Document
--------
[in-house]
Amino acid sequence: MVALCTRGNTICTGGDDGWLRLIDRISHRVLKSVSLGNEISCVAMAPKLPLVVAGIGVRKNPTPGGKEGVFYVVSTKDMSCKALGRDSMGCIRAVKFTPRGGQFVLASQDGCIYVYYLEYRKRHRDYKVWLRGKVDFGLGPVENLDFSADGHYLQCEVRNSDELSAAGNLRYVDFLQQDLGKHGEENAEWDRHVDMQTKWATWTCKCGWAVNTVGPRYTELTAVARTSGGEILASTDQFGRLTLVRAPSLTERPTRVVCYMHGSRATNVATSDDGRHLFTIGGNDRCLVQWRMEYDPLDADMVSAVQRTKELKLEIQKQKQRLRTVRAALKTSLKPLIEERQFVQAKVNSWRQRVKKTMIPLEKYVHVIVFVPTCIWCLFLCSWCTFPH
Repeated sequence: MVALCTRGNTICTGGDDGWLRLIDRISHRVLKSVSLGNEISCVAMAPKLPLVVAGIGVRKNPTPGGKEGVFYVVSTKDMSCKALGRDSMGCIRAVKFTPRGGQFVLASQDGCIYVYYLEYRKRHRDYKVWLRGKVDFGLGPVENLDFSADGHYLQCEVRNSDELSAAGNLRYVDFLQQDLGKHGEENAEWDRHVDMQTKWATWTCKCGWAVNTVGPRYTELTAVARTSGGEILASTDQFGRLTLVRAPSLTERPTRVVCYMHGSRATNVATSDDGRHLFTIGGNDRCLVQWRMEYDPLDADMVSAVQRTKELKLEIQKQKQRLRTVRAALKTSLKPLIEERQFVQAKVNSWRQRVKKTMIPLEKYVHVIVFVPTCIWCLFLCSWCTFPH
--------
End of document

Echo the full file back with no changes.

[in-house]
Amino acid sequence: MVALCTRGNTICTGGDDGWLRLIDRISHRVLKSVSLGNEISCVAMAPKLPLVVAGIGVRKNPTPGGKEGVFYVVSTKDMSCKALGRDSMGCIRAVKFTPRGGQFVLASQDGCIYVYYLEYRKRHRDYKVWLRGKVDFGLGPVENLDFSADGHYLQCEVRNSDELSAAGNLRYVDFLQQDLGKHGEENAEWDRHVDMQTKWATWTCKCGWAVNTVGPRYTELTAVARTSGGEILASTDQFGRLTLVRAPSLTERPTRVVCYMHGSRATNVATSDDGRHLFTIGGNDRCLVQWRMEYDPLDADMVSAVQRTKELKLEIQKQKQRLRTVRAALKTSLKPLIEERQFVQAKVNSWRQRVKKTMIPLEKYVHVIVFVPTCIWCLFLCSWCTFPH
Repeated sequence: MVALCTRGNTICTGGDDGWLRLIDRISHRVLKSVSLGNEISCVAMAPKLPLVVAGIGVRKNPTPGGKEGVFYVVSTKDMSCKALGRDSMGCIRAVKFTPRGGQFVLASQDGCIYVYYLEYRKRHRDYKVWLRGKVDFGLGPVENLDFSADGHYLQCEVRNSDELSAAGNLRYVDFLQQDLGKHGEENAEWDRHVDMQTKWATWTCKCGWAVNTVGPRYTELTAVARTSGGEILASTDQFGRLTLVRAPSLTERPTRVVCYMHGSRATNVATSDDGRHLFTIGGNDRCLVQWRMEYDPLDADMVSAVQRTKELKLEIQKQKQRLRTVRAALKTSLKPLIEERQFVQAKVNSWRQRVKKTMIPLEKYVHVIVFVPTCIWCLFLCSWCTFPH